This book surprised me. I’d been considering buying it for a while, but as I had so many historicals I wanted to review (and knew that I couldn’t do this one on Speak Its Name) I kept putting it off, even though the reviews I’d seen had been praiseworthy. So when a kind friend sent me a copy I jumped in eagerly.
The writing impressed me from the first
What I liked most of all, though, is that the writer doesn’t talk down to her readers – this world isn’t ours – or if it is, it’s very dangerously different – but she doesn’t spend pages info-dumping the societal arrangements and political structure on us, and I appreciated that immensely. I have read a good few fantasy and sci-fi books where there’s so MUCH information in the first few chapters that I just throw the book across the room because there’s too much set up and no STORY. This starts in our protagonist’s house and the author drip feeds us details with such delicacy that we are hardly aware that we are being told more about the world, because it is all by now, part of the plot.
The Americanisms put me off a little, only because the world seemed so very AU English – but I put that behind me; this city could be anywhere, in a world where “gotten” stayed as a term of speech. It’s not our world. Crowncross is not London.
Belimai Sykes is one of the best protagonists I’ve read for a long while, drug-addicted, bitter – living in world that neither accepts him nor wants him, but cannot openly act against him. I’ve said before that I chose not to “see” him as the illustration on the front showed him – but that’s a personal choice, you may – you may not. When you find out what happened to him, it makes his position all the more pitiful. He’s talented, but frail – powerful in his own way, but he’s no Mary Sue – he’s ham-strung and living in fear, and part of that is fear of living. I warmed to him immediately. Who needs heroes? However, there’s seemingly a hero on his doorstep. Captain William J Harpert – the strong, virile, handsome and “perfect” Inquisitor who interrupts Belimai’s life and helps to rip it apart. I say perfect because, like Belimai – Harper is a man who is also beset with his own troubles, can say no more without spoiling you.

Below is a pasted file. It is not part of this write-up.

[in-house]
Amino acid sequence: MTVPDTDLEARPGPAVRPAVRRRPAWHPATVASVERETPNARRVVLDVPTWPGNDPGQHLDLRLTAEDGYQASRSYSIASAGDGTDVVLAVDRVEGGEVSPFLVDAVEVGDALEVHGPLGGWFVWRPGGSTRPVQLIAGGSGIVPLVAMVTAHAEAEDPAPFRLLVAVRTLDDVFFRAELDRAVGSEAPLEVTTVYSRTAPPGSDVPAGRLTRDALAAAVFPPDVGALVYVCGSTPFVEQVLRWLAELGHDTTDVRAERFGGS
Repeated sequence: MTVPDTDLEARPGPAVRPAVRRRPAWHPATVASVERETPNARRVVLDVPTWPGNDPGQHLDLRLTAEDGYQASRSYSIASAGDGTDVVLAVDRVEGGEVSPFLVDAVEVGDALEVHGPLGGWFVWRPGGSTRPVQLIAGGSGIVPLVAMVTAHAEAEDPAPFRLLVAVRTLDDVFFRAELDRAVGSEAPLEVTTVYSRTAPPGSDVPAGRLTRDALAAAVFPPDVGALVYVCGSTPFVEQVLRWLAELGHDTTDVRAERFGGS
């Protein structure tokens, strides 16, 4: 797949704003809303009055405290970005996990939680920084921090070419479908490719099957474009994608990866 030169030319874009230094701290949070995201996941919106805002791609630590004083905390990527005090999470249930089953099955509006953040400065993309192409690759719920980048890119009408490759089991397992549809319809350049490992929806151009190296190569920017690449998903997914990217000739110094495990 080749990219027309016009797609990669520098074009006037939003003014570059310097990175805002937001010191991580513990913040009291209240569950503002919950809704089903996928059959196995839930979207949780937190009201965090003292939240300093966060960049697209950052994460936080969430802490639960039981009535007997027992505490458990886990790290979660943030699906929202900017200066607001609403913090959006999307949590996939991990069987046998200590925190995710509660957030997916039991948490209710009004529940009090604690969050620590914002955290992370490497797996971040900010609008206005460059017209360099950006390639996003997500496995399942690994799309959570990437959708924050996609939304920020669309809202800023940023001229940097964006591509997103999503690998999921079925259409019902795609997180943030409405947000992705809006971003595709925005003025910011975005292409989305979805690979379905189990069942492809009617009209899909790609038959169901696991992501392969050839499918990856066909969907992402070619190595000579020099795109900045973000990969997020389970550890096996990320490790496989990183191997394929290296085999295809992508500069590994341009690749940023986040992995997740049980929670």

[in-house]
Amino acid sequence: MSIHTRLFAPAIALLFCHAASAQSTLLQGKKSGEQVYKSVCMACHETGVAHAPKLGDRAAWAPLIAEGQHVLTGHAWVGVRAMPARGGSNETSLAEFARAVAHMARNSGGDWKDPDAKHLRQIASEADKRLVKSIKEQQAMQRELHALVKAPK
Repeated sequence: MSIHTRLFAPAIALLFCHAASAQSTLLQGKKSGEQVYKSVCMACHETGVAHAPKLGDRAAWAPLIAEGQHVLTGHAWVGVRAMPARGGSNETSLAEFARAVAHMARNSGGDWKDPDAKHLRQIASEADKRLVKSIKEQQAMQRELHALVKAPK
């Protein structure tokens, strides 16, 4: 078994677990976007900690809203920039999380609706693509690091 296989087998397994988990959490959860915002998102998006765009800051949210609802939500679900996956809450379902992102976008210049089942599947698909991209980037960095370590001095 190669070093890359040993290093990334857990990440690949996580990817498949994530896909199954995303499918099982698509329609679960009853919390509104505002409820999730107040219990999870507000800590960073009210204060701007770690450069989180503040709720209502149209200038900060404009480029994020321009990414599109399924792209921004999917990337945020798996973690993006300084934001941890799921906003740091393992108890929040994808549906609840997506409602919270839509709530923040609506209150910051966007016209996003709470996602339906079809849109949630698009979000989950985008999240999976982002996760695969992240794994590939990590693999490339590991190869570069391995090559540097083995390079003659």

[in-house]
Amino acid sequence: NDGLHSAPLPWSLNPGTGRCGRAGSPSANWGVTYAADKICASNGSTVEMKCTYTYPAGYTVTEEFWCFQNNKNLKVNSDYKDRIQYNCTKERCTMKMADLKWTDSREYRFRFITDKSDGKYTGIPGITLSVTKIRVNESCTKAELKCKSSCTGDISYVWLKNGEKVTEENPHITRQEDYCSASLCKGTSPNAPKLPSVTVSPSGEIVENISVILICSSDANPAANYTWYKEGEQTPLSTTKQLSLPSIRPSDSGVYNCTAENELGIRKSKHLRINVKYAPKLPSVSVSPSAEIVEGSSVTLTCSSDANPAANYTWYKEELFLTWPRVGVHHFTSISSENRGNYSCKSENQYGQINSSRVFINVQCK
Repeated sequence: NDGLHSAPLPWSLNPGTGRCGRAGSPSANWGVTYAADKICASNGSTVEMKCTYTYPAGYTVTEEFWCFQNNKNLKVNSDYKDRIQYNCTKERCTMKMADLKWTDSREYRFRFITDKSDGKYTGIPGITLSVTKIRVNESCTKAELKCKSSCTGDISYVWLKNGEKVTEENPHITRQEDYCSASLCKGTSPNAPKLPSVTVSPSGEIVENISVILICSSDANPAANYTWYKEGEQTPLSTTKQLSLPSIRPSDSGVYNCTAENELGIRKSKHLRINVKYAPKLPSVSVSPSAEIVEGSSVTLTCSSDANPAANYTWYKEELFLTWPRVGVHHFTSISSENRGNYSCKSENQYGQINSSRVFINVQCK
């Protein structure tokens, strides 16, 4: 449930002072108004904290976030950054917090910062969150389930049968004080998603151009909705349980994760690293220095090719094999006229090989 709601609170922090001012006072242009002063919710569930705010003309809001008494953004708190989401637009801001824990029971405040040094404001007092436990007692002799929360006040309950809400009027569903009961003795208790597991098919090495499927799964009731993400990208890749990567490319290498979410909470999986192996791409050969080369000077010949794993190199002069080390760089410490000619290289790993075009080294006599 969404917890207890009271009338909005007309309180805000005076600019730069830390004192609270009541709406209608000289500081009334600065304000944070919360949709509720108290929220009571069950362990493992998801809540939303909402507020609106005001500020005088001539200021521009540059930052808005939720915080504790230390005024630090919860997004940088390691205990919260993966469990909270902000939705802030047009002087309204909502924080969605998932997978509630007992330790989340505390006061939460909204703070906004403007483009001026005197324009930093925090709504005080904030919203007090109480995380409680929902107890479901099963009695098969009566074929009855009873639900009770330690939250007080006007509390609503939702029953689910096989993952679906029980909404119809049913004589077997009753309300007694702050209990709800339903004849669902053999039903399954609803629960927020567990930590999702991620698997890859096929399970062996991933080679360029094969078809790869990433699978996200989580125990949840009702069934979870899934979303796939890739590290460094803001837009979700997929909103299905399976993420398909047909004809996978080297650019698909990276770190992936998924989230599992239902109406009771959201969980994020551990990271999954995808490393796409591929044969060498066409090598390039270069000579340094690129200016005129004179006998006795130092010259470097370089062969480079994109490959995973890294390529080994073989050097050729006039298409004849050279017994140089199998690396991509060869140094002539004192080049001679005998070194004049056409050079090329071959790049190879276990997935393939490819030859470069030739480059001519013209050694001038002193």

The book itself is officially two novellas, one leading on from the other with the plot leeching from one to the other. The first story (Mr Sykes and the Firefly) belongs to Belimai, the second (Captain Harper and the Sixty Second Circle) is Harper’s. I found that I enjoyed the second less than the first-perhaps because it was in a very different POV, and I prefer the dark place that is Belimai’s head.
However – the main reason that I liked this book – with its intriguing Theocracy that we only learn a very little about, the Prodigals, Hells Below and the fascinating and mysterious Nicholas Sarial (with his past connection with Belimai) – is also the reason why I came away screaming in frustration. I’m the last person to beg an author for a sequel, as I know how irritating that can be if you’ve written all you need to write about your characters’ stories. But SURELY Hale can’t leave her readers like this? I’m quite convinced that I’m not the only one who wants to know more about this world, these characters. This – to use a comparison – is like having George R R Martin’s Hedge Knight – with all the hints of the Seven Kingdoms, but for some reason, George never wrote “A Song of Ice and Fire”. These novellas are like an addition to some huge saga that’s already been written, a tantalising glimpse into a much larger world – and all I can hope is that Hale is writing that saga as we speak, because I will be first in line to buy it.
A big thumbs up and a most decided four stars.more please…..© Copyright 2007 Erastes, All rights Reserved. Written For: Erastes